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I'm wondering whether ferrimagnetic materials have a Néel or Curie temperature (or both) and whether it depends on the material. They would be temperatures at which the material undergoes a magnetic phase transition, from ferrimagnetism to paramagnetism.

From what I gathered, Wikipedia claims

The Néel temperature (...) is the temperature above which an antiferromagnetic material becomes paramagnetic.

The article on ferrimagnetism talks about a Curie temperature, no mention of a Néel one. However the Oxford dictionary and Wolfram Physics claim

The transition temperature for an antiferromagnetic or ferrimagnetic substance, above which it is paramagnetic (analogous to the Curie temperature for ferromagnetics).

and

The temperature at which ferrimagnetic and antiferromagnetic materials become paramagnetic.

respectively. So they favor the Néel temperature over the Curie one.

The book "Introduction to the theory of ferromagnetism" by Amikam Aharoni, page 29 claims that

(...) Tc is called the ferrimagnetic Curie point.

The Ph.D. thesis (page 21) "The Application of Environmental Magnetism to Archaeological Prospection" by N. T. Linford claims that there are the two temperatures and that they are different:

Above the ferrimagnetic Curie point Tc the magnetisation of each sublattice will behave as a paramagnet with a separate Curie constant. However below Tc a ferrimagnetic Néel temperature exists at which non-zero values of the sublattice magnetisations MA and MB can occur for zero applied field.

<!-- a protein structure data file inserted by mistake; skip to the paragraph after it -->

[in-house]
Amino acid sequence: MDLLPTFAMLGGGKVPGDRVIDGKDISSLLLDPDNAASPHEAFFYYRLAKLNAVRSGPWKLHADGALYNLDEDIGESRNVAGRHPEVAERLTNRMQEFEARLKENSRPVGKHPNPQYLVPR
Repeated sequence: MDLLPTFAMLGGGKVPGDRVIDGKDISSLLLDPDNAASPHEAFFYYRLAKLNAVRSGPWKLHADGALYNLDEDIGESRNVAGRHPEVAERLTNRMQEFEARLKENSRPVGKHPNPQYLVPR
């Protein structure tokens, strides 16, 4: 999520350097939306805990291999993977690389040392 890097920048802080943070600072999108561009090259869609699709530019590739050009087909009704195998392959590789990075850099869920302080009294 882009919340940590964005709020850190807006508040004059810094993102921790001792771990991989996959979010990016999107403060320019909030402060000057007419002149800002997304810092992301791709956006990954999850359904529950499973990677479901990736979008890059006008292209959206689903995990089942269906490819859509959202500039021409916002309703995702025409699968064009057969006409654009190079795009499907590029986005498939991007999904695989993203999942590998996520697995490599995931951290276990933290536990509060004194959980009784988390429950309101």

I am therefore left extremely confused. For ferrimagnetic materials, are the Néel and Curie temperatures different? Or are they equivalent and/or equal? If they're different, what is their difference(s)? Is there some "hidden physics" that differentiate them?

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In a ferrimagnet, the temperature at which the sublattice magnetizations cancel is generally called the compensation temperature. There is a nice series of these in the rare-earth iron garnets. It is not a phase transition.

I had never seen the term Néel temperature for this before. That is for the phase transition to the paramagnetic state.

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